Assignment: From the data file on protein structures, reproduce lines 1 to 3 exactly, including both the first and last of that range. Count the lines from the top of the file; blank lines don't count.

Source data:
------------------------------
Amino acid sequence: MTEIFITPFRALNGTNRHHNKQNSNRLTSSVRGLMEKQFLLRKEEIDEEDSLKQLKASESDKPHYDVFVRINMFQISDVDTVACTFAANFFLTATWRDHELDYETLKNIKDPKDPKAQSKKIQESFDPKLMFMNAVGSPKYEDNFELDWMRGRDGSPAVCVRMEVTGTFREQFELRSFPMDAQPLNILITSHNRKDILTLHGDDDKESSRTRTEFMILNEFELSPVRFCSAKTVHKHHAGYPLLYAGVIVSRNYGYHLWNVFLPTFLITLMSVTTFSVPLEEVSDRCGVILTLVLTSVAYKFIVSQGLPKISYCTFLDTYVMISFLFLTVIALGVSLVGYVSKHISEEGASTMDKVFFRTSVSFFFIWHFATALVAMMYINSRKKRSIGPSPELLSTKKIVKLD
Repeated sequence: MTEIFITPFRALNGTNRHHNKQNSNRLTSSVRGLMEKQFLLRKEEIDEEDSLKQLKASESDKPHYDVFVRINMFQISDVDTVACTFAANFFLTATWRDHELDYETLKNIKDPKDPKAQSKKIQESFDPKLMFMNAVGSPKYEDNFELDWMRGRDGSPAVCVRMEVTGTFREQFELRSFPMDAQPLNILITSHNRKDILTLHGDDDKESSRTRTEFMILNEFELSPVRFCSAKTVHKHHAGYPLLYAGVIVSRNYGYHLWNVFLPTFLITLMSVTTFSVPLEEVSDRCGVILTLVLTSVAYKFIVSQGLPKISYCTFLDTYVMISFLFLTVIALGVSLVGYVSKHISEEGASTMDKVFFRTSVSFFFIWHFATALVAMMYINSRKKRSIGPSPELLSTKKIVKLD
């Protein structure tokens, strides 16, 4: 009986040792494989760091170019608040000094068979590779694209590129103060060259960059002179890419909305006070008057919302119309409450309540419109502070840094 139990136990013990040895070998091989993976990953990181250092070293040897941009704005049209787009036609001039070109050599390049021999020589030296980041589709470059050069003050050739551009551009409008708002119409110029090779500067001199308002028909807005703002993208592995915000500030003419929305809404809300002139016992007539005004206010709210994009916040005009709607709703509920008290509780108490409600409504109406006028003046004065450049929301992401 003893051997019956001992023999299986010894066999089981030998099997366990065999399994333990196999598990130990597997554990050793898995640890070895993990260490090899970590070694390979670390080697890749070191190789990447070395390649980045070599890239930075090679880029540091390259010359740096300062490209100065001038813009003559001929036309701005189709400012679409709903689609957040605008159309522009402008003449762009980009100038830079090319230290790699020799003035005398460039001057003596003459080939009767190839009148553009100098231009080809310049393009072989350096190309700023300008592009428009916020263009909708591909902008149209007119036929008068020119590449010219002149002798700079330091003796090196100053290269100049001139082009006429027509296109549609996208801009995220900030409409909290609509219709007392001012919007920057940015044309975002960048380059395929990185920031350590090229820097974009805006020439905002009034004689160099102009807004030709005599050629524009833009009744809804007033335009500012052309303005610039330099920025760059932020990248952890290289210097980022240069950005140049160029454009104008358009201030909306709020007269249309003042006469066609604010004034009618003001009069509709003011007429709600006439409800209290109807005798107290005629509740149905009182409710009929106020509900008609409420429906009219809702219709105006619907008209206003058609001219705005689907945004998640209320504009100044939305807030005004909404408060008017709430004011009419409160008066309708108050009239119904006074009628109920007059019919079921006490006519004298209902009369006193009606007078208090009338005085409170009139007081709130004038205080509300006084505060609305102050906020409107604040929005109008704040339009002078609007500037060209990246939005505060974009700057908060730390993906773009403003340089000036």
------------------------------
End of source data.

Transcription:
Amino acid sequence: MTEIFITPFRALNGTNRHHNKQNSNRLTSSVRGLMEKQFLLRKEEIDEEDSLKQLKASESDKPHYDVFVRINMFQISDVDTVACTFAANFFLTATWRDHELDYETLKNIKDPKDPKAQSKKIQESFDPKLMFMNAVGSPKYEDNFELDWMRGRDGSPAVCVRMEVTGTFREQFELRSFPMDAQPLNILITSHNRKDILTLHGDDDKESSRTRTEFMILNEFELSPVRFCSAKTVHKHHAGYPLLYAGVIVSRNYGYHLWNVFLPTFLITLMSVTTFSVPLEEVSDRCGVILTLVLTSVAYKFIVSQGLPKISYCTFLDTYVMISFLFLTVIALGVSLVGYVSKHISEEGASTMDKVFFRTSVSFFFIWHFATALVAMMYINSRKKRSIGPSPELLSTKKIVKLD
Repeated sequence: MTEIFITPFRALNGTNRHHNKQNSNRLTSSVRGLMEKQFLLRKEEIDEEDSLKQLKASESDKPHYDVFVRINMFQISDVDTVACTFAANFFLTATWRDHELDYETLKNIKDPKDPKAQSKKIQESFDPKLMFMNAVGSPKYEDNFELDWMRGRDGSPAVCVRMEVTGTFREQFELRSFPMDAQPLNILITSHNRKDILTLHGDDDKESSRTRTEFMILNEFELSPVRFCSAKTVHKHHAGYPLLYAGVIVSRNYGYHLWNVFLPTFLITLMSVTTFSVPLEEVSDRCGVILTLVLTSVAYKFIVSQGLPKISYCTFLDTYVMISFLFLTVIALGVSLVGYVSKHISEEGASTMDKVFFRTSVSFFFIWHFATALVAMMYINSRKKRSIGPSPELLSTKKIVKLD
């Protein structure tokens, strides 16, 4: 009986040792494989760091170019608040000094068979590779694209590129103060060259960059002179890419909305006070008057919302119309409450309540419109502070840094 139990136990013990040895070998091989993976990953990181250092070293040897941009704005049209787009036609001039070109050599390049021999020589030296980041589709470059050069003050050739551009551009409008708002119409110029090779500067001199308002028909807005703002993208592995915000500030003419929305809404809300002139016992007539005004206010709210994009916040005009709607709703509920008290509780108490409600409504109406006028003046004065450049929301992401 003893051997019956001992023999299986010894066999089981030998099997366990065999399994333990196999598990130990597997554990050793898995640890070895993990260490090899970590070694390979670390080697890749070191190789990447070395390649980045070599890239930075090679880029540091390259010359740096300062490209100065001038813009003559001929036309701005189709400012679409709903689609957040605008159309522009402008003449762009980009100038830079090319230290790699020799003035005398460039001057003596003459080939009767190839009148553009100098231009080809310049393009072989350096190309700023300008592009428009916020263009909708591909902008149209007119036929008068020119590449010219002149002798700079330091003796090196100053290269100049001139082009006429027509296109549609996208801009995220900030409409909290609509219709007392001012919007920057940015044309975002960048380059395929990185920031350590090229820097974009805006020439905002009034004689160099102009807004030709005599050629524009833009009744809804007033335009500012052309303005610039330099920025760059932020990248952890290289210097980022240069950005140049160029454009104008358009201030909306709020007269249309003042006469066609604010004034009618003001009069509709003011007429709600006439409800209290109807005798107290005629509740149905009182409710009929106020509900008609409420429906009219809702219709105006619907008209206003058609001219705005689907945004998640209320504009100044939305807030005004909404408060008017709430004011009419409160008066309708108050009239119904006074009628109920007059019919079921006490006519004298209902009369006193009606007078208090009338005085409170009139007081709130004038205080509300006084505060609305102050906020409107604040929005109008704040339009002078609007500037060209990246939005505060974009700057908060730390993906773009403003340089000036």